Impact on Molly’s childhood development: Very little. I remember it being on the TV at my friend Amanda’s house (Amanda had not one but two older brothers and parents who didn’t give a crap if their kids watched R- or X-rated movies) and being vaguely intrigued. I remember inquiring of one of these aforementioned older brothers, “is RoboCop human inside the suit?” and the answer being “No, he is a robot.” Being a mere child, I did not realize that robots, too, could have feelings and experience angst (thank god the internet was created to teach us such lessons—link NSFW, but worth your time if you like robots and ruffly underpants), and thus figured I would not care about RoboCop’s fate. How wrong I was.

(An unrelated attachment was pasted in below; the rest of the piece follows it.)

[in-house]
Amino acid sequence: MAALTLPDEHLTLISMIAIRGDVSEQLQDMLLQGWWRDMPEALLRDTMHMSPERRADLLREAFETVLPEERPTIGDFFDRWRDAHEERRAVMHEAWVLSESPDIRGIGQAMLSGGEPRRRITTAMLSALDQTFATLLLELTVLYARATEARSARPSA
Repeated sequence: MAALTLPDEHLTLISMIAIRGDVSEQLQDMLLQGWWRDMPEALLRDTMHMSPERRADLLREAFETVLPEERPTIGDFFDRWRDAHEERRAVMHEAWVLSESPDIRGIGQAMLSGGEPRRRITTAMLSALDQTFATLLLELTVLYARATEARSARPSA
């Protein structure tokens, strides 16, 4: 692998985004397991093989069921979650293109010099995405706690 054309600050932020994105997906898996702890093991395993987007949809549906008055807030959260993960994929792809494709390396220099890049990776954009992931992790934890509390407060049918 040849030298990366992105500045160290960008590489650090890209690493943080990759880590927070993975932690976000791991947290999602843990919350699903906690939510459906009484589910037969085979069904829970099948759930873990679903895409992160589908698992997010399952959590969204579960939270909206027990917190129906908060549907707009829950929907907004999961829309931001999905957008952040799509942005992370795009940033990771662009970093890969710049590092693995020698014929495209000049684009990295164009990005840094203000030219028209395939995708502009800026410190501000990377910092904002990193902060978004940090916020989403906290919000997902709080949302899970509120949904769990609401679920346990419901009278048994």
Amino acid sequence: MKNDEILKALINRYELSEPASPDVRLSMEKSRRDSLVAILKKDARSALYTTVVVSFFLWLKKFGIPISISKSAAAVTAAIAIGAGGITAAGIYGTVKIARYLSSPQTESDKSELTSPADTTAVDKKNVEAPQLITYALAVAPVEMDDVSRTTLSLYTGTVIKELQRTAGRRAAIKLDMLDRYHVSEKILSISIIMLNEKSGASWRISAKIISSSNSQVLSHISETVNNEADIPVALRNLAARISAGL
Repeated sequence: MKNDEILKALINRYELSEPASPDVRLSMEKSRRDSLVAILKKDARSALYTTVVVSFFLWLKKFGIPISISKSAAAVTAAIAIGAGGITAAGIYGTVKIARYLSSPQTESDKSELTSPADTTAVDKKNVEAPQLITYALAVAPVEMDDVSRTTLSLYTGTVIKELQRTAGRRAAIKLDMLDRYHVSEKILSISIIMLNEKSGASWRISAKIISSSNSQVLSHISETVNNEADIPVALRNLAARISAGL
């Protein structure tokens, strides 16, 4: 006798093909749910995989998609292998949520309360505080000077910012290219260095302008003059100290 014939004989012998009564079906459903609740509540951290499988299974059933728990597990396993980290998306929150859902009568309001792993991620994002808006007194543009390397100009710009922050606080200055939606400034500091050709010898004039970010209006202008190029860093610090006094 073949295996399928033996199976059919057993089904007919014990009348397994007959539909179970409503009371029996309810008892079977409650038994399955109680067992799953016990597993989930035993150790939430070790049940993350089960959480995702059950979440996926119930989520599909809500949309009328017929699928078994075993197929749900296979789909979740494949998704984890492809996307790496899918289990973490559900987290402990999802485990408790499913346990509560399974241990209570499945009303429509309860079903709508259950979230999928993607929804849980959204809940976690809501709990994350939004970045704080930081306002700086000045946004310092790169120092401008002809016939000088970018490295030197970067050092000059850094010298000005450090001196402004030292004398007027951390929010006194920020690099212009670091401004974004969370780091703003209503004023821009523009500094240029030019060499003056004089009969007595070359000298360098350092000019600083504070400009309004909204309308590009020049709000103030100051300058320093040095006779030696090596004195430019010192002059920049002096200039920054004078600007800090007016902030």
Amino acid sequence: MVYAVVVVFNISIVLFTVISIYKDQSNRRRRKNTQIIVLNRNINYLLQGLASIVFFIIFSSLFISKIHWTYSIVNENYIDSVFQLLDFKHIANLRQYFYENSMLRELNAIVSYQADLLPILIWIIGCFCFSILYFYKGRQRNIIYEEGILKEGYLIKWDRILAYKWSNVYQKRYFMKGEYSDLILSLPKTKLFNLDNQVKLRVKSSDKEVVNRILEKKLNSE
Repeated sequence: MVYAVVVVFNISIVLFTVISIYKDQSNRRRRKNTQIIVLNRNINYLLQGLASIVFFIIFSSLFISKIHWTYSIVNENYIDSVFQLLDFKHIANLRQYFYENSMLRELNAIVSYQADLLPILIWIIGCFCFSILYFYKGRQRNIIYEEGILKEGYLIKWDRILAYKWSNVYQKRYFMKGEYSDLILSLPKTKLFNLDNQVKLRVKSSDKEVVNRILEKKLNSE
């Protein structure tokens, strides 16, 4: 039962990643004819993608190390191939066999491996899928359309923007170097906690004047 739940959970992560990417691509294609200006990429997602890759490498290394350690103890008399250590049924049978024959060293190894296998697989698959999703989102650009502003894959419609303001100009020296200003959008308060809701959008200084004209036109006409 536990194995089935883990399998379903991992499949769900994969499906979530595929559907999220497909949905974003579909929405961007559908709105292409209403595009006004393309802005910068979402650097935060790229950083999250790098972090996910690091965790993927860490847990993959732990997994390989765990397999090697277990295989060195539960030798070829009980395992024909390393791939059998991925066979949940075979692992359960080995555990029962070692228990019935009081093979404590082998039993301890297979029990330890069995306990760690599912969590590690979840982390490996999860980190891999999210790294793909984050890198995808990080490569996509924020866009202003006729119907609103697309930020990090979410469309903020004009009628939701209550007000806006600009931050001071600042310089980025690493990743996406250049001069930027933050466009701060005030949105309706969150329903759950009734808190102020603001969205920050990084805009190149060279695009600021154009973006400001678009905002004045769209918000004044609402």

Impact on Jesse’s childhood development: High. I remember being totally unprepared for the wanton violence, and, of course, totally impressed by it. The toxic waste scene freaked me out more than just about anything else from my childhood—I’d seen The Toxic Avenger, so I knew these things were plausible.

Random youtube clip that hasn’t been taken down for copyright infringement: